Friday, May 27, 2016

You're Not the Boss of Me


A few weeks ago I was at the bar with some friends, drinking a beer and having an intense and lively discussion about... credit card interest rates. It was one of those moments where you realize just how deep into your 30s you are. 

Needless to say, I've been thinking a lot about money lately. Mostly because I'm in my 30s, and if not now, when? But also because for the first time in my adult life I actually have some. Not a lot, and most of it is spoken for, but overall our net worth is inching up. (Make no mistake, we're still in the red. There is, however, a light at the end of the tunnel.) 

This progress, incremental though it may seem, is a big deal for me and Nathan. We've been together nearly fourteen years and for the bulk of that time one or the other has been a student, paying money to a university rather than making it at a job. As you can imagine, this added up. 

Now, however, we both have jobs we like. We live in a city we adore. We've embraced a very frugal lifestyle (with the exception of good beer and decent wine - hey, we're not monks). Financially, things were better than ever, but it still didn't seem like enough. We got paid; bills took most of it away; 10% went into savings; and the rest disappeared, dollar by dollar, until there was none left. When it came to our money, I felt like a passive observer with very little control. 


Apparently, I'm not alone in feeling this way. According to The Secret Shame of Middle-Class Americans 47% of us wouldn't be able to pay for a $400 emergency without selling something or using a credit card. Until very recently, I was one of those Americans. We tried to save and think ahead, but every time we made some progress something would knock us back down. The article speaks to this cycle. "[T]he primary reason many of us can’t save for a rainy day is that we live in an ongoing storm. Every day, it seems, there is some new, unanticipated expense—a stove that won’t light, a car that won’t start, a dog that limps, a faucet that leaks. And those are only the small things."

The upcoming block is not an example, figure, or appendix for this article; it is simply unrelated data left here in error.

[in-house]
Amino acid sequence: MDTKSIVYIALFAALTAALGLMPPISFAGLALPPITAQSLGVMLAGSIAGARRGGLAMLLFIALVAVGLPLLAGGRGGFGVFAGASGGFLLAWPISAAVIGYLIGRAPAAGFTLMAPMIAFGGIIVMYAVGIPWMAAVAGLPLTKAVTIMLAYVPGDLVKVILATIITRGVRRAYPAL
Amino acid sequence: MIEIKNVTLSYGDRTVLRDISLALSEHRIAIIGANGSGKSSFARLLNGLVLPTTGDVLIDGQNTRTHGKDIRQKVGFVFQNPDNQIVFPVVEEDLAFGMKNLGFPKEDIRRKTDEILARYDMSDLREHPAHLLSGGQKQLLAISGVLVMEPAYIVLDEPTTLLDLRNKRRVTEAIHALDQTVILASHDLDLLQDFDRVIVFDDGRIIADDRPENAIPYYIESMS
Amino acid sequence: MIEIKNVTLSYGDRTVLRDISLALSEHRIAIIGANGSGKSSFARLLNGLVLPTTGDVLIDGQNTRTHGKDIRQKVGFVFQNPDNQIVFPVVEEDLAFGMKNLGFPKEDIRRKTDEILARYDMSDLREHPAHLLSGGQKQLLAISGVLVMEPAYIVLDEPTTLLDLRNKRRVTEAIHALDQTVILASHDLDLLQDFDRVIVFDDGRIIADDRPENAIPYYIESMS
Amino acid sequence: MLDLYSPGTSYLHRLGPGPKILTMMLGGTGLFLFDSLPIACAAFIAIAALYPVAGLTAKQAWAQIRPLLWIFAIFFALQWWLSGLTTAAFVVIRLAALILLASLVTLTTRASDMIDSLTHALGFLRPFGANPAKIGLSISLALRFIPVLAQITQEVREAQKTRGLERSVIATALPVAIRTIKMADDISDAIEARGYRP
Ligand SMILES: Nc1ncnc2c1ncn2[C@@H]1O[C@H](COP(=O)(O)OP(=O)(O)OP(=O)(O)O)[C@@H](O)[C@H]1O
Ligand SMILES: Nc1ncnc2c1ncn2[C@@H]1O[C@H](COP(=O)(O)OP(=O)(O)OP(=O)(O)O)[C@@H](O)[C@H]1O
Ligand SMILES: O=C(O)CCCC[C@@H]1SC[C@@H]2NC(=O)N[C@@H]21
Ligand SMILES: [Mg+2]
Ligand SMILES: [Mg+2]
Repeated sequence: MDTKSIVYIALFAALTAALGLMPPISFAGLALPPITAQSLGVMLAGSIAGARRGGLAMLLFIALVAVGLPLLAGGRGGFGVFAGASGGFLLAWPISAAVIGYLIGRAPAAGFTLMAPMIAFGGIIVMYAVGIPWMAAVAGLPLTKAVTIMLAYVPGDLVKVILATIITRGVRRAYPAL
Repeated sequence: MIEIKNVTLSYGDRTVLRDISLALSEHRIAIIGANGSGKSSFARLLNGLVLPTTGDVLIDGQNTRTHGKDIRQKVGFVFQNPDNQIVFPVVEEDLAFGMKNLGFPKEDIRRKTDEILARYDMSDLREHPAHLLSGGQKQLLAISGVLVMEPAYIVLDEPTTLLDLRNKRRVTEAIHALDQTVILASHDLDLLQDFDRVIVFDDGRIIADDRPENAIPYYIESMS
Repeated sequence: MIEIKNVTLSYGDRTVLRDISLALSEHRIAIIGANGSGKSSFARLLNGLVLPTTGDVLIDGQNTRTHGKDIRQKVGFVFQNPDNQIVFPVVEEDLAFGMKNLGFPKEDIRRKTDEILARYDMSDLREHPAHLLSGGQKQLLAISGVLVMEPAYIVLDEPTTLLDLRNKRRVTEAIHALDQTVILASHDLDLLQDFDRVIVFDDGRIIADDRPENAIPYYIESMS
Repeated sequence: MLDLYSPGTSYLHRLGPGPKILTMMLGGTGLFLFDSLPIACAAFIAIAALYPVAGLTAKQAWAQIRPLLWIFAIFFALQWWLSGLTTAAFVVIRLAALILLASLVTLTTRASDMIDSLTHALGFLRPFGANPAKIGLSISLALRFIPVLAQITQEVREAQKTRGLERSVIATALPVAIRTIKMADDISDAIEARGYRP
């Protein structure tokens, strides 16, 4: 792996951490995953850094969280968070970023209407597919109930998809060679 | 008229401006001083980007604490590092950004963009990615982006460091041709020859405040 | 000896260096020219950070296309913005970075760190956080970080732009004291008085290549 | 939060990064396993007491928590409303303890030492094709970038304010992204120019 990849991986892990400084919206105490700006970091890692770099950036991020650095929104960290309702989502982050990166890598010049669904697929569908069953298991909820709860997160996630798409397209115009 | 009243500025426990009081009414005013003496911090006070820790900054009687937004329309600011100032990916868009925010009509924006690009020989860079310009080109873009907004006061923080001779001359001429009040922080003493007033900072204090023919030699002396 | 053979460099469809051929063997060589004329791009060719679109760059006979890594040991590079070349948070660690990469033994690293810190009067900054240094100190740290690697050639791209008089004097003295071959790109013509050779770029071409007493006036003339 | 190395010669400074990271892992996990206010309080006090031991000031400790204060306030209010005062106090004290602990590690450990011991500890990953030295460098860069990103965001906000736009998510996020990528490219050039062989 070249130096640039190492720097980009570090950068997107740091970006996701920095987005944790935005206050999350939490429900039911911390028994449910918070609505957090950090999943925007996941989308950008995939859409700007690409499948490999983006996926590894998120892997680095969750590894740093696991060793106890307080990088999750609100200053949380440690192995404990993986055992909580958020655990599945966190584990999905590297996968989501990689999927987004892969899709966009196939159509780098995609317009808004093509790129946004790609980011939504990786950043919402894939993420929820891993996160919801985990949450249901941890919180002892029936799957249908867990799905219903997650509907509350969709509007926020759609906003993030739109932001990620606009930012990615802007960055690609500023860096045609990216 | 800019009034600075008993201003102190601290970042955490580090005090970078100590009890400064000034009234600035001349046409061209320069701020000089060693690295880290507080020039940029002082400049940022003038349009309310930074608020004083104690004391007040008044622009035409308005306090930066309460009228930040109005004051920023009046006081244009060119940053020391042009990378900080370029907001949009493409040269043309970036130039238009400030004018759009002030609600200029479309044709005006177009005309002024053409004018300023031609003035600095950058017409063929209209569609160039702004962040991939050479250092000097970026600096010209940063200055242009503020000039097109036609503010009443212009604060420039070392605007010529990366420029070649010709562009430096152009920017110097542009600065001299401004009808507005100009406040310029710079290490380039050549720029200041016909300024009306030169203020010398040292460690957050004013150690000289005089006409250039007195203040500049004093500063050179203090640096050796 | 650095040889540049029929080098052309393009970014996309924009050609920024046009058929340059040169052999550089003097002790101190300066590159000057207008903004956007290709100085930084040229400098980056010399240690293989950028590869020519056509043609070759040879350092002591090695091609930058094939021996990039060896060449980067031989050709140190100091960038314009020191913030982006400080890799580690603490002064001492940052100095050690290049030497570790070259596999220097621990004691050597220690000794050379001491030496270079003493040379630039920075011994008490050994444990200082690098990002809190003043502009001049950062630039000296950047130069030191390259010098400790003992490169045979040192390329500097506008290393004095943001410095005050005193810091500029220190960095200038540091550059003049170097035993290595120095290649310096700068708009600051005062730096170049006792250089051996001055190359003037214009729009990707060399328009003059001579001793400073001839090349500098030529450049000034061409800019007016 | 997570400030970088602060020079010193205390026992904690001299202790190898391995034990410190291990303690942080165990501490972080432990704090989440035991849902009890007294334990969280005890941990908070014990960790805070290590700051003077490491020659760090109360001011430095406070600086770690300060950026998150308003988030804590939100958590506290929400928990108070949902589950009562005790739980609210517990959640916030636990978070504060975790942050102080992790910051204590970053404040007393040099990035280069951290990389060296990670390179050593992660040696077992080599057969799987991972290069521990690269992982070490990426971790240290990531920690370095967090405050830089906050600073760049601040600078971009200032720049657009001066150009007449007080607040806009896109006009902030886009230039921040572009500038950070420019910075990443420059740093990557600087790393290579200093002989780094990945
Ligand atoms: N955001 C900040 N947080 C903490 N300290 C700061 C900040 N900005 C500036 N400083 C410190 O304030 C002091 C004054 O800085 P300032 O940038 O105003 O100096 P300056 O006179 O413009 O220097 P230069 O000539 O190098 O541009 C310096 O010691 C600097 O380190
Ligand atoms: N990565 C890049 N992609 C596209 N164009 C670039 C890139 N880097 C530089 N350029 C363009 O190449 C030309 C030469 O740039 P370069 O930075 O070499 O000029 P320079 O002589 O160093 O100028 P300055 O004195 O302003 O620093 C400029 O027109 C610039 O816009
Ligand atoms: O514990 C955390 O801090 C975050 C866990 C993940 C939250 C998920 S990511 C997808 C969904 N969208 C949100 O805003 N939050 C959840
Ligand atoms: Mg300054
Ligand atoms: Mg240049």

"We live in an ongoing storm." I don't know about you, but that line was a gut punch. At some point, I experienced a shift in how I think about finances. When I was much younger, I scoffed at money. "Capitalism is the root of all evil! Money is a social construct! Experiences, not things!" I still believe a lot of those slogans, but the fact is I live in this society. I've made certain compromises for the comforts of civilization. One of those compromises is accepting money and its role in my life. This doesn't mean I have to give up my hopes and dreams of being a writer in pursuit of a field that is actually lucrative, or that I need to drive a fancy car and live in a big house. It just means I need to be smart, get out of debt, and live, finally, within my means. For many years, I thought of money as the chains that held us down. Now I think of it as the key that can set us free.

(Related: The Story of a Fuck-Off Fund, which is the most inspiring financial advice I've ever read.) 

Right now, our financial goals are to get out of debt (with the exception of my student loans, because let's be realistic), to replace my car in two or three years when it inevitably dies, to save up a six month cushion of living expenses, and to buy a house before we're forty. (Nathan is 35 now, and I'm 33 - 40 seems far away, but also very, very close.) None of these goals are revolutionary. In fact, most of them are pretty boring. But they feel like a big deal. Each one is a single step closer to freedom.

To help us with our goals (and I promise this whole post hasn't been one long advertisement) we started using You Need a Budget. I'm still new to the software and the method, but I can already tell it's going to change my life. 


I won't get into the nitty-gritty of YNAB, because a thousand blogs have reviewed it extensively. Instead, I want to tell you how it makes me feel, because money really is a social construct and so much of it depends on feelings. 

The first step of YNAB is to assign every dollar in your account a job. I don't think it's a coincidence that "job" is the word they use, and that it implies action. This simple idea - that I can and should put my money to work - was one of those lightbulb moments. Now, when we get paid, I go through all our bills, which are set in stone, and I assign them dollars. I pay credit card bills and student loans and put money in savings. Then I go through all our other expenses, like groceries and gas and all the animals, and I give them dollars, too. Finally, if there's anything left over, I put it toward fun stuff, like alcohol, restaurants, and entertainment. When you use YNAB this way, your budget is a tidy zero, because all your money is spoken for, segmented and assigned. You still have it, of course, and you can shift your budgets around as needed. But having a plan for my money, knowing what it needs to do, makes me feel powerful. My money is active. It's working. 

My dollars have jobs, and I'm their boss. 

1 comment:

  1. Do you ever share your actual debt anywhere?

    ReplyDelete